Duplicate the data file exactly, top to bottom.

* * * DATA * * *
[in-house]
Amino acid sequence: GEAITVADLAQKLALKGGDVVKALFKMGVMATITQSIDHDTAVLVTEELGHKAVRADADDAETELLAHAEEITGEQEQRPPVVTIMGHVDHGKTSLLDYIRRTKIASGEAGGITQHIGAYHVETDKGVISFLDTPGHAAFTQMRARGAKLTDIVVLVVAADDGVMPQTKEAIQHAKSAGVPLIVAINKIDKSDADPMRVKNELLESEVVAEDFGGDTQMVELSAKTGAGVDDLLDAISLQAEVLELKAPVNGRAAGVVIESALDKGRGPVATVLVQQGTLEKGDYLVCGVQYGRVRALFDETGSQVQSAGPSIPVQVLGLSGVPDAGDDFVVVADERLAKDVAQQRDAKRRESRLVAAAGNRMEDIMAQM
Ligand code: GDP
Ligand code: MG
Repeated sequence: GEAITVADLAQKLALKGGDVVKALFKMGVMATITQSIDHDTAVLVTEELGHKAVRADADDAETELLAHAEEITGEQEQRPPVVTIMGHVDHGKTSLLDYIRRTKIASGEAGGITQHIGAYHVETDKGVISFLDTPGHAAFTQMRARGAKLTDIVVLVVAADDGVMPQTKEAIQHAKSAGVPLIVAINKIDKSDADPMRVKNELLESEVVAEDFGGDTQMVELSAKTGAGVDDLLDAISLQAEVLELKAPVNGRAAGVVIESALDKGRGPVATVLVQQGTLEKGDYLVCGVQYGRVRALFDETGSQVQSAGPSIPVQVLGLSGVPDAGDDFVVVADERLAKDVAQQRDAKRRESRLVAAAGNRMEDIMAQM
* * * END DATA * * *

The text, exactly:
[in-house]
Amino acid sequence: GEAITVADLAQKLALKGGDVVKALFKMGVMATITQSIDHDTAVLVTEELGHKAVRADADDAETELLAHAEEITGEQEQRPPVVTIMGHVDHGKTSLLDYIRRTKIASGEAGGITQHIGAYHVETDKGVISFLDTPGHAAFTQMRARGAKLTDIVVLVVAADDGVMPQTKEAIQHAKSAGVPLIVAINKIDKSDADPMRVKNELLESEVVAEDFGGDTQMVELSAKTGAGVDDLLDAISLQAEVLELKAPVNGRAAGVVIESALDKGRGPVATVLVQQGTLEKGDYLVCGVQYGRVRALFDETGSQVQSAGPSIPVQVLGLSGVPDAGDDFVVVADERLAKDVAQQRDAKRRESRLVAAAGNRMEDIMAQM
Ligand code: GDP
Ligand code: MG
Repeated sequence: GEAITVADLAQKLALKGGDVVKALFKMGVMATITQSIDHDTAVLVTEELGHKAVRADADDAETELLAHAEEITGEQEQRPPVVTIMGHVDHGKTSLLDYIRRTKIASGEAGGITQHIGAYHVETDKGVISFLDTPGHAAFTQMRARGAKLTDIVVLVVAADDGVMPQTKEAIQHAKSAGVPLIVAINKIDKSDADPMRVKNELLESEVVAEDFGGDTQMVELSAKTGAGVDDLLDAISLQAEVLELKAPVNGRAAGVVIESALDKGRGPVATVLVQQGTLEKGDYLVCGVQYGRVRALFDETGSQVQSAGPSIPVQVLGLSGVPDAGDDFVVVADERLAKDVAQQRDAKRRESRLVAAAGNRMEDIMAQM